Submitted to: Meeting Abstract
Publication Type: Abstract only
Publication Acceptance Date: 7/8/2013
Publication Date: 7/8/2013
Citation: Blackburn, H.D., Plante, Y., Welch, E.W., Rohrer, G.A., Paiva, S.R. 2013. Impact of genetic drift on developing access and benefit sharing guidelines under the Nagoya Protocol: The case of Meishan pigs imported into the US. Meeting Abstract. American Society of Animal Science, Indianapolis, IN, July 8-12, 2013. Interpretive Summary:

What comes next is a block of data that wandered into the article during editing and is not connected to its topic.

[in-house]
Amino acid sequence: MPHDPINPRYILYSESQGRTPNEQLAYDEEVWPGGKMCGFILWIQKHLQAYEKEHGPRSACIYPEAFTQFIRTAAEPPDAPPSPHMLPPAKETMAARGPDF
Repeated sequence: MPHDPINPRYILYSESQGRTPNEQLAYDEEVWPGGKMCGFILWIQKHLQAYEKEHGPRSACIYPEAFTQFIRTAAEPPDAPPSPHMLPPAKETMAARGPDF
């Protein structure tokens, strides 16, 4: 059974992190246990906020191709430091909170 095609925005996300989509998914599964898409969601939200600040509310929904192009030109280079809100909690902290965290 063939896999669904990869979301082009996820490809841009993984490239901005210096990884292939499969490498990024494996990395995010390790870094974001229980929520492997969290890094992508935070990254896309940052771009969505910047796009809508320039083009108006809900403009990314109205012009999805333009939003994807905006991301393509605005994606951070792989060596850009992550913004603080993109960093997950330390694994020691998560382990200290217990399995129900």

Technical Abstract: The Convention on Biological Diversity developed the Nagoya Protocol (NP) on access and benefit sharing (ABS) for international exchange of genetic resources across life forms. Concerns are NP will be cumbersome, stifle research, and not accommodate diverse life forms, such as livestock. NP was developed without evaluating sectoral exchange practices or genetic change among imported populations. This study evaluated how allele frequencies of an imported population changed over time and how those results may impact ABS formulation under the NP. Therefore, 35 microsatellites were used to evaluate the impact of genetic drift (GD) on Meishan pigs. Samples included Meishan from: China (M-China, 22 hd; samples originally imported in the 1980s) and US (M-US, 42 hd). The M-US was subdivided by herd of origin; US Meat Animal Research Center (M-MARC, 18 hd) and Iowa State University (M-ISU, 24 hd). Both herds were maintained for ~8 generations as randomly bred controls. Meishan-US, M-MARC and M-ISU were compared to M-China throughout the analysis. Measures of genetic diversity and GD were computed with GENALEX and TempoFs genetic software. Across markers TempoFs analysis showed a mean shift in allele frequency of 0.11(se = 0.019) due to GD for M-US vs M-China. Evaluating M-MARC and M-ISU the mean and standard error allele frequency shifts due to GD were 0.169 (0.034) and 0.214 (0.036), respectively. Principal coordinate analysis confirmed separation of M-US, M-MARC, M-ISU from M-China. The results suggest that among M-US populations substantial changes in allele frequency due to GD occurred in a relatively short span of time. If GD is coupled with directional selection differences between founder animals and subsequent generations would increase at a faster rate. Therefore, these results suggest that ABS formulation under NP should not include multi-year royalties or so called “reach through rights”. It is proposed that current genetic exchange practices of the livestock sector, i.e., private contracts; continue to be the basis for livestock genetic resource exchange.